Venero Frank Mangano
Venero Mangano in 1990.
Venero Mangano in 1990.
Born (1921-09-07) September 7, 1921 (age 99)
Alias(es) "Benny", "Benny Eggs"
Conviction(s) Extortion, conspiracy
Penalty 15 years
Conviction status Released
Spouse Louise
Children Rosanna, Joseph

Venero Frank "Benny Eggs" Mangano (born September 7, 1921) is the Underboss of the Genovese crime family. Since boss Daniel "Danny the Lion" Leo was imprisoned in 2007, Mangano has been the family's senior leader outside prison. The nickname "Benny Eggs" came from his mother running an egg farm. He was released from prison on November 2, 2006 after serving a 15 year sentence for extortion.

Business interests[edit | edit source]

Venero Mangano is related to Gambino crime family Boss Vincent Mangano (1888–1951), Philip Mangano, Vincent Mangano, Lawrence Mangano and Anthony Mangano. Venero Mangano was listed as a caporegime twice by the New Jersey Division of Gaming Enforcement in a 1987 exclusion order.

Mangano was for several years an independent wholesaler and the head of a surplus stock distribution company; one of his prominent customers was Calvin Klein. During this time, Venero even became friends with Klein's business partner, Barry K. Schwartz.

During World War II, Mangano served as a bomber tail gunner with the United States Army Air Corps in Europe. In recognition of his service, the Army decorated Mangano with a Distinguished Flying Cross and an Air Medal with four Oak Leaf Clusters and three Battle Stars.[1]

In later years, Mangano joined a crew in Greenwich Village that would later belong to Vincent "The Chin" Gigante. Mangano oversaw his businesses out of a social club at 110 Thompson Street. These operations included an immensely profitable monopoly on window replacement in the New York City metropolitan area.

Convictions prior to 1991[edit | edit source]

As a member of the Genovese crime family, Mangano had a notable criminal record;

  • October 7, 1946 - Bookmaking - $50 fine
  • May 15, 1947 - Bookmaking - $200 fine
  • October 8, 1950 - Bookmaking - $200 fine and 60 days imprisonment
  • February 21, 1961 - Bookmaking - $250 fine and 90 days imprisonment
  • August 6, 1981 - Civil Contempt for refusing to testify once granted immunity - incarcerated from August 18, 1981 to April 22, 1982.

1991 Windows case[edit | edit source]

From 1978 to 1990, four of the five crime families of New York formed a cartel of window replacement companies. Each family assigned one or more men to control their share in the cartel (as shown below).

The cartel eventually controlled over $150 million in contracts from the New York City Housing Authority (NYCHA). The cartel monopolized the industry through Local 580, a Lucchese family-controlled local of the Iron Workers Union. Through the union, the cartel could solicit bribes, extort payoffs and enforce its monopoly. The cartel worked their controlled industry by charging a tax of approximately $1.00 to $2.00 for almost every window replacement, public and private, sold in New York City.[2] [3]

Busted[edit | edit source]

By 1990, law enforcement had crushed the window replacement cartel. It started in 1988, when prosecutors persuaded cartel member Savino to become an informant and wear a wire. It was Savino's information over a two-year period that led to the indictments.

The sweep of indictments was wide. In 1990, Peter Gotti was tried and acquitted; Mangano, Aloi, and Colombo crime family soldier Dennis DeLucia were convicted. Sentencing guidelines should have seen Venero and Aloi get three-year sentences, but both men received more than 15 years each (Mangano - 188 months, Aloi - 200 months).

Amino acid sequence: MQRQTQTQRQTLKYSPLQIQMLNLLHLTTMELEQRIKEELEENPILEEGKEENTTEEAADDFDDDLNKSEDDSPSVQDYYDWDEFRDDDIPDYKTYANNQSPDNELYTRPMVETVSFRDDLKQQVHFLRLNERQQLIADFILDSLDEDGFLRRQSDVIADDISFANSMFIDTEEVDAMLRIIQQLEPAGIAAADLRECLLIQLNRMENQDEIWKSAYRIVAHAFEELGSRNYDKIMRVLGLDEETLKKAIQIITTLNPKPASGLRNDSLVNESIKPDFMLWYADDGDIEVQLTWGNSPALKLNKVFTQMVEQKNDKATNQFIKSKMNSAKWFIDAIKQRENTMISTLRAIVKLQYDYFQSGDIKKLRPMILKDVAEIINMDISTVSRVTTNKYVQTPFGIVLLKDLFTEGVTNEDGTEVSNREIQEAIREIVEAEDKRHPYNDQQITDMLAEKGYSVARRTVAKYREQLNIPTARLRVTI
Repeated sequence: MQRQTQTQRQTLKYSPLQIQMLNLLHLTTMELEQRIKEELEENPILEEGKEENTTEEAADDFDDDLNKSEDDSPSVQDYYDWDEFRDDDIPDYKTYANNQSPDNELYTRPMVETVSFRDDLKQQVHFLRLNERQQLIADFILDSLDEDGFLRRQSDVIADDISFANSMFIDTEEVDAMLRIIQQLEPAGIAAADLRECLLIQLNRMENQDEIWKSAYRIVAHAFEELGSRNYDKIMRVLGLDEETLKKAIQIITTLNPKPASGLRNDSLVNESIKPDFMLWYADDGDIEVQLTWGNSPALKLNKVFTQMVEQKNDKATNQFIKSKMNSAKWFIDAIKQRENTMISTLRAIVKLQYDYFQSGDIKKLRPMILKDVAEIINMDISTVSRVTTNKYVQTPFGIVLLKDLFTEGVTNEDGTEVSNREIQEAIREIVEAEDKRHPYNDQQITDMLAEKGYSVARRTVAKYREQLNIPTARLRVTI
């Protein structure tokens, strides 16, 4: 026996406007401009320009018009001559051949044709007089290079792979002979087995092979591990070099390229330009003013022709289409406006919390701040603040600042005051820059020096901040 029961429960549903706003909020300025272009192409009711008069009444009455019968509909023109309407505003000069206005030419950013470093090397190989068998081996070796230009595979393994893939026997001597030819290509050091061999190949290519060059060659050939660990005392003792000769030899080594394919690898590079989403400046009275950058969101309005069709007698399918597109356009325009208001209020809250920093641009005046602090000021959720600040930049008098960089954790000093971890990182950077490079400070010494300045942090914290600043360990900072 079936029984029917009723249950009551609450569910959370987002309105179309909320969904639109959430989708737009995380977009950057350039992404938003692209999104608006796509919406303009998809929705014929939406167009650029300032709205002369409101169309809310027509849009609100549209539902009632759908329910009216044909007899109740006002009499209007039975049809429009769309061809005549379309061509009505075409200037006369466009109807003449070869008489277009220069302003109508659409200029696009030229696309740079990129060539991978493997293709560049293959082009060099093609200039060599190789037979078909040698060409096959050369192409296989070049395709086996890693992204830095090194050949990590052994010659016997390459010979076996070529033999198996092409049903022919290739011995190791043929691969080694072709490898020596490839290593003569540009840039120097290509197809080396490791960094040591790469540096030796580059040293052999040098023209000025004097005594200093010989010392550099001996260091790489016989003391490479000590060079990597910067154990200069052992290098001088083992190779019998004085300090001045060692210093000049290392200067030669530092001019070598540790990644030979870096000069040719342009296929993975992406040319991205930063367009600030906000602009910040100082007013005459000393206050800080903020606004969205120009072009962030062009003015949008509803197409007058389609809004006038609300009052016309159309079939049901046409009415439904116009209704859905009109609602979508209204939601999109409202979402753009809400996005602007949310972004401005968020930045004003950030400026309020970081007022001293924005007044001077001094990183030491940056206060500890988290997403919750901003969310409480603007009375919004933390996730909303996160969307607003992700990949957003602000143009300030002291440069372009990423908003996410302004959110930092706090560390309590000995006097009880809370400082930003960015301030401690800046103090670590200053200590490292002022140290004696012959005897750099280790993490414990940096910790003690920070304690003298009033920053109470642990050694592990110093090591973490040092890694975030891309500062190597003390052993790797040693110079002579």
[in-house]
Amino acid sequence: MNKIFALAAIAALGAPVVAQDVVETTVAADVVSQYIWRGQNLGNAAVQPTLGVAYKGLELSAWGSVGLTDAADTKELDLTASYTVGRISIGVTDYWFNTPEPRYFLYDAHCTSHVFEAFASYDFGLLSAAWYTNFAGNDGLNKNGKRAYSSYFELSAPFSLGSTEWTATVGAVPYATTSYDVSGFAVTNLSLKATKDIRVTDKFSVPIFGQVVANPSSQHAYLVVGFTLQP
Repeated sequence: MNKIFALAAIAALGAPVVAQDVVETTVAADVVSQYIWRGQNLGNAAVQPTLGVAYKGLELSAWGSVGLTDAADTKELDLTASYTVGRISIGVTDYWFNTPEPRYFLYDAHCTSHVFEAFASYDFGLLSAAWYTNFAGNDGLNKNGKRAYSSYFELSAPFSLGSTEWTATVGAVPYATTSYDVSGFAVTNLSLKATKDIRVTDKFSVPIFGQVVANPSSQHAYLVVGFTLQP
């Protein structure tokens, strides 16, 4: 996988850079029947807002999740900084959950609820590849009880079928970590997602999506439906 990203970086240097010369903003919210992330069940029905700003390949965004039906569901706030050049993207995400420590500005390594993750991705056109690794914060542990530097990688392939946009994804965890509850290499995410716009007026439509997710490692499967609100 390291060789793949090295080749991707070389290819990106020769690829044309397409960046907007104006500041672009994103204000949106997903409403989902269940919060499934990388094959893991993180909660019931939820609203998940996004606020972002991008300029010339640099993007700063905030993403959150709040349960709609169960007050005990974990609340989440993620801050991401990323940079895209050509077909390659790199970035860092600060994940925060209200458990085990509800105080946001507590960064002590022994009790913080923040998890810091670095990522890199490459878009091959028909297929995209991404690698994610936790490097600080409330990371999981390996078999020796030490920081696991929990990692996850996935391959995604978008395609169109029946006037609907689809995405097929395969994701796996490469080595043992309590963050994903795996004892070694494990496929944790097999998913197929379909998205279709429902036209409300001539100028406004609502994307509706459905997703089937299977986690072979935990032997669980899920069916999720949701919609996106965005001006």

Nearly all the members of the Local 580 were indicted on charges ranging from bid rigging to extortion. Gigante was indicted but found mentally unfit to stand trial; he was later convicted in 1997. Amuso and Casso went into hiding, appointing Alphonse D'Arco as acting boss of the Lucchese family on January 9, 1991. In 1992, Amuso was captured and later convicted in a superseding indictment that included the "Windows Case" charges. In 1993, Casso was captured, took a plea bargain, and started cooperation with authorities himself. Chiodo pleaded guilty after an assassination attempt and admitted killing potential witness John Morrissey, a business agent for Local 580.

After the Windows case[edit | edit source]

In 1997, while still in prison, Mangano was called to testify against boss Gigante. He refused to testify, saying, "What do you want to do, shoot me?" and "Shoot me, but I'm not going to answer any questions".[4] He later took the witness stand, but refused to answer any questions, evoking his Fifth Amendment rights. Mangano tried several times to get a new sentencing or hearing, but to no avail. On November 2, 2006, Mangano was released from prison. The future was uncertain for Mangano and he was fortunate to have lived out his sentence. While in prison, he survived two heart attacks and three emergency heart operations. Upon Mangano's release, it was speculated that he would become the boss of the Genovese family, but there is no evidence that this happened. Although partially blind and limited to a wheelchair, Mangano is currently believed to be serving as underboss of the family.

References[edit | edit source]

Further reading[edit | edit source]

  • Jacobs, James B., Coleen Friel and Robert Radick. Gotham Unbound: How New York City Was Liberated from the Grip of Organized Crime. New York: NYU Press, 2001. ISBN 0-8147-4247-5
  • Raab, Selwyn. Five Families: The Rise, Decline, and Resurgence of America's Most Powerful Mafia Empires. New York: St. Martin's Press, 2005. ISBN 0-312-30094-8

External links[edit | edit source]

Business positions
Preceded by
Saverio "Sammy" Santora
Genovese crime family



Template:Genovese crime familyTemplate:American Mafia

Community content is available under CC-BY-SA unless otherwise noted.